This cake is delicious with vanilla ice cream or some custard. It is also excellent on its own. If you have the willpower, it even ages well over a couple of days as the flavours develop. Just keep it at room temperature and wrapped in plastic or foil.

Pumpkin ginger pound cake
(batter will make one Bundt pan, 24 small-ish cupcakes, or 2 small loaves.)

1 cup unsalted butter, completely softened at room temperature; more for the pan
2 1/2 cups cake flour; more for the pan (I used all-purpose flour, and it turned out just fine.)
1 1/2 tsp. baking powder
1/2 tsp. table salt
1 1/2 tsp. ground cinnamon
1 tsp. ground ginger
1/2 tsp. ground white pepper
1/4 tsp. ground allspice 
2 cups packed light brown sugar
1 1/2 tbsp. minced fresh ginger
1 tbsp. pure vanilla extract
4 large eggs, at room temperature, lightly beaten
1 cup unsweetened pumpkin purée ( I roasted my own pumpkin, but canned will work just fine, too.)
1/4 cup vegetable oil

Preheat the oven to 350 degrees Fahrenheit. Prepare your pans by brushing them with butter, then dusting with flour.

Combine the dry ingredients: in a large mixing bowl, combine the flour, baking powder, salt and spices; whisk to combine.

Make the wet mixture: in a large stand mixer, mix the butter at medium speed until smooth. With the mixer on low speed, gradually add the brown sugar. Bringing the mixer back up to medium, cream the butter and sugar together until light and fluffly. On low speed, add the eggs, mixing  just to combine. Add the vanilla, grated fresh ginger, pumpkin puree and vegetable oil, and mix until smooth.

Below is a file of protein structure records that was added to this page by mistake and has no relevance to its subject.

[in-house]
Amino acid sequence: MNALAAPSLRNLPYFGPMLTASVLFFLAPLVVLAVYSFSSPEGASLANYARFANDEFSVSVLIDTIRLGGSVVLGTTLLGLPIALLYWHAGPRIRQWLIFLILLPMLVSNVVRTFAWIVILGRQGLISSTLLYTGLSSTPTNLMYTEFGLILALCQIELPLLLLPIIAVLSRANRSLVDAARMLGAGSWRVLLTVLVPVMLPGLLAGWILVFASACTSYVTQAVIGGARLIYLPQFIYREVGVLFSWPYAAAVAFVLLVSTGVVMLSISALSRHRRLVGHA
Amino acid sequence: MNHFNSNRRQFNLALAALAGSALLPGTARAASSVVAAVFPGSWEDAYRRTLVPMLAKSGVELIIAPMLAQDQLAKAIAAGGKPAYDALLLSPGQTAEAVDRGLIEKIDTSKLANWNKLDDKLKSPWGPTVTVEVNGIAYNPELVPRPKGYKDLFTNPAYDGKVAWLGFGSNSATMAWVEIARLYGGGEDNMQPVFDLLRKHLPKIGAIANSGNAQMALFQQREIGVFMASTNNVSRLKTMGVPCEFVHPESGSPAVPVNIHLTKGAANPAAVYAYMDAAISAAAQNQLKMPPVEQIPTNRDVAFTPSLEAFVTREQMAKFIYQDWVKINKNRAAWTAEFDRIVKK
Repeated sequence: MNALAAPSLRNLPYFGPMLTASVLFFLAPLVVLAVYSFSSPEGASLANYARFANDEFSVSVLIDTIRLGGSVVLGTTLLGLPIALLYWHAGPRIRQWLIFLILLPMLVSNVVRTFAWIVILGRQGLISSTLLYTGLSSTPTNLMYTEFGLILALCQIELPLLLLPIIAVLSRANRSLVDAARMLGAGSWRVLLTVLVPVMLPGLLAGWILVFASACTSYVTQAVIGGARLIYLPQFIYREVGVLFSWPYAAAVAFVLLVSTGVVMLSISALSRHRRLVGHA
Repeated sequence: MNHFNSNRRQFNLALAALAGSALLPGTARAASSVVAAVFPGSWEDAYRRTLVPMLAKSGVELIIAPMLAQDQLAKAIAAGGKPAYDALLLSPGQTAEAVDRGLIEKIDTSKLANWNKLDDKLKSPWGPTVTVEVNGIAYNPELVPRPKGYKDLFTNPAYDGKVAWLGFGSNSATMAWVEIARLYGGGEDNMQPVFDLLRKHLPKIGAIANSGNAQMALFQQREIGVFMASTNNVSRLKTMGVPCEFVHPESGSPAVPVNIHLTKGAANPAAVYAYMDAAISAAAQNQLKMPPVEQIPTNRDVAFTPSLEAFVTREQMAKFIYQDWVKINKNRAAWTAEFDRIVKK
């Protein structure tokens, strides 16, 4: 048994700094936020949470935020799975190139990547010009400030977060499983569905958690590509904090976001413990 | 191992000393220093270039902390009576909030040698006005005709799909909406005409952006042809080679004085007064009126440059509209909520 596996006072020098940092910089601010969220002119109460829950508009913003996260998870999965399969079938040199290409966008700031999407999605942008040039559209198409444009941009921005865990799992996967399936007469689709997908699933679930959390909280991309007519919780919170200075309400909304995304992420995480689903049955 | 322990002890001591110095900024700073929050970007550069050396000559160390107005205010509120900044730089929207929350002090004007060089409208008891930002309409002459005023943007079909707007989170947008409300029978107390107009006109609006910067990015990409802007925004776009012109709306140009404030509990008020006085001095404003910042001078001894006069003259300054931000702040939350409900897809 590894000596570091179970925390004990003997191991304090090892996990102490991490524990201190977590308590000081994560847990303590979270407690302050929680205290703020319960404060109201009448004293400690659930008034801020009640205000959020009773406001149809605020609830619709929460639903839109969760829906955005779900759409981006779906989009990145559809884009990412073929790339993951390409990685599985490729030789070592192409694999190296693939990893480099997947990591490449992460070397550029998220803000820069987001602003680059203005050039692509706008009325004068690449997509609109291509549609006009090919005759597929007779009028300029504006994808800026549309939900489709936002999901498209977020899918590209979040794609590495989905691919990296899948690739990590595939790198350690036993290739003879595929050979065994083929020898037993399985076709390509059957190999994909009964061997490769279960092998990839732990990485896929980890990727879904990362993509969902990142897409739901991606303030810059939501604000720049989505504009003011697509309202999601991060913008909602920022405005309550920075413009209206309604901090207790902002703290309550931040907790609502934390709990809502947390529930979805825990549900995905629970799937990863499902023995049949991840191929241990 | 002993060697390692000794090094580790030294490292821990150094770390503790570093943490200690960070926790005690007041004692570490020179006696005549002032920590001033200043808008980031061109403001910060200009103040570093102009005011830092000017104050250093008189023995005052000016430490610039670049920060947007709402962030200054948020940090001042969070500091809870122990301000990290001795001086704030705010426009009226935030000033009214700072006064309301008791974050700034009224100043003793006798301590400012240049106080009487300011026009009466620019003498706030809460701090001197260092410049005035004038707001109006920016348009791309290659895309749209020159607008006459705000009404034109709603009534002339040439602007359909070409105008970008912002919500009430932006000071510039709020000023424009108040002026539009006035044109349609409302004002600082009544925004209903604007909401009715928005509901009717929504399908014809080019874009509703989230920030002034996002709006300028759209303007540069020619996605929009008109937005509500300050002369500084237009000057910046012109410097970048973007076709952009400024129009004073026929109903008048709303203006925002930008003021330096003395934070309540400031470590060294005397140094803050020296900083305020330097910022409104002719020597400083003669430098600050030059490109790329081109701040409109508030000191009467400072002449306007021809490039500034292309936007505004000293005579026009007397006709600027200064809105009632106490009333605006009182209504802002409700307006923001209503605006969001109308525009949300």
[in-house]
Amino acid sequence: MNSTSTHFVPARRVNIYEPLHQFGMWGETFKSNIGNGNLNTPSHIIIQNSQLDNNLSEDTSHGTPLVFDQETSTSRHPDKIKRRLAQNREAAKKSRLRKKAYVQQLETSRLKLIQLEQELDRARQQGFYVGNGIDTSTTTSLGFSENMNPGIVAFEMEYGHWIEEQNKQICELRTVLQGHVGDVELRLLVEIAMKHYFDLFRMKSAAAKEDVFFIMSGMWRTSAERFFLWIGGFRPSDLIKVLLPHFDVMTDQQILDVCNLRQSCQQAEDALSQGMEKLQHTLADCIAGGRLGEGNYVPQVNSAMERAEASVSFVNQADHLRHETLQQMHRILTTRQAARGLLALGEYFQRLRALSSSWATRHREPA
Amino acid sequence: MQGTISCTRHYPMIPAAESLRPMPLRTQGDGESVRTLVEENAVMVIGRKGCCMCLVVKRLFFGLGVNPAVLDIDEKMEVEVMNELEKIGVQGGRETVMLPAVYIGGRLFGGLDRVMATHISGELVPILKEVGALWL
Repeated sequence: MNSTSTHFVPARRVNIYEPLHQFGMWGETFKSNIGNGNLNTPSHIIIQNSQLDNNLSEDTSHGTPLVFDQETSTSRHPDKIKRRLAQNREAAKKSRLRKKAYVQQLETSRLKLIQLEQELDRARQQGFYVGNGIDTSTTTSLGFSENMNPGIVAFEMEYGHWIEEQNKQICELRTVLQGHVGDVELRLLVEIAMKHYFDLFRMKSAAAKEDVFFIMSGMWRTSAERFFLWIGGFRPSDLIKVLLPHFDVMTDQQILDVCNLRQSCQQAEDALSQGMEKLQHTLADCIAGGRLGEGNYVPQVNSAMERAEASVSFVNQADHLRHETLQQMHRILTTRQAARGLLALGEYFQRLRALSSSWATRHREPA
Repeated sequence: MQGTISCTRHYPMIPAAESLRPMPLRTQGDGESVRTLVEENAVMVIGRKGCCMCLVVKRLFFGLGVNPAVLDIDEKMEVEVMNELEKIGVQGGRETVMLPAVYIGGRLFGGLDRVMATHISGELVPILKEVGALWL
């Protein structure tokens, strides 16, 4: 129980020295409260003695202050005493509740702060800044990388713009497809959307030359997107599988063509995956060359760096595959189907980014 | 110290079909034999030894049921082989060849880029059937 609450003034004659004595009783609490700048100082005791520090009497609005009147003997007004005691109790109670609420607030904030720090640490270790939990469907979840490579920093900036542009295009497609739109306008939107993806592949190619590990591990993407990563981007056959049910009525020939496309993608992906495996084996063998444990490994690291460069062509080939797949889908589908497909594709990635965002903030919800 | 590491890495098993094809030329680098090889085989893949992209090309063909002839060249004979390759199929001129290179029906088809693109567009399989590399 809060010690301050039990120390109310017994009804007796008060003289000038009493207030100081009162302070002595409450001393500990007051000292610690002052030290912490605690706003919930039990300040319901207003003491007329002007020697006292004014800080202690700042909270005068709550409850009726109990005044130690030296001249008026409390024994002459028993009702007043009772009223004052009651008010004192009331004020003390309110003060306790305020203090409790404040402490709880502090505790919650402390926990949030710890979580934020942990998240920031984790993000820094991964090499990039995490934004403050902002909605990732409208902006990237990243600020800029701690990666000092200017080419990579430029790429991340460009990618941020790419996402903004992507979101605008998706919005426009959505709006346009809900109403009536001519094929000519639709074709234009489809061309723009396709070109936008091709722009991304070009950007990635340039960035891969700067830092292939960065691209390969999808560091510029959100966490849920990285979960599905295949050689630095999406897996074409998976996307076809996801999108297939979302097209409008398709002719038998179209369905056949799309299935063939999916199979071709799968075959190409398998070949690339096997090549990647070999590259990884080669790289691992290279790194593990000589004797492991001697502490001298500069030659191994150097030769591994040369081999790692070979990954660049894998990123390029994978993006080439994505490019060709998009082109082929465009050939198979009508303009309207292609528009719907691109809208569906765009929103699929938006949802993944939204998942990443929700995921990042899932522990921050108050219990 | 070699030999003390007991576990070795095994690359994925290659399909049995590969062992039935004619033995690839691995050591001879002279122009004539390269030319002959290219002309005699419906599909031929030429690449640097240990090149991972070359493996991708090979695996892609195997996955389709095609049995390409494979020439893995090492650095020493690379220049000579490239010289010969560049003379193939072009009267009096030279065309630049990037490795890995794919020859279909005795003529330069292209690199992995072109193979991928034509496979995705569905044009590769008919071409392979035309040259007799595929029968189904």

Dry meets wet: With the mixer on low speed, mix in one-third of the flour mixture and stir just until the flour disappears. Repeat with the flour in two more passes, making sure to scrape down the sides of bowl thoroughly. Mix just until combined.

Bake: Spoon the batter into your prepared pan (or pans). Your baking time will vary: 40-50 minutes for a Bundt cake, 20-25 minutes for cupcakes, and 30-35 minutes for loaves. In any case, to test a cake for doneness, touch the top in the center with your fingertip. It should spring back when you take your hand away. Alternatively, you can insert a toothpick into the centre of the cake.  If it comes out mostly clean with a few moist crumbs clinging to it, it’s done.

Let cool about 10 minutes in the pan, then invert the cake pan onto a cooling rack to finish the job.  To serve, a light dusting of icing sugar will make it pretty. But really, you’ll already have impressed everyone just by making this cake.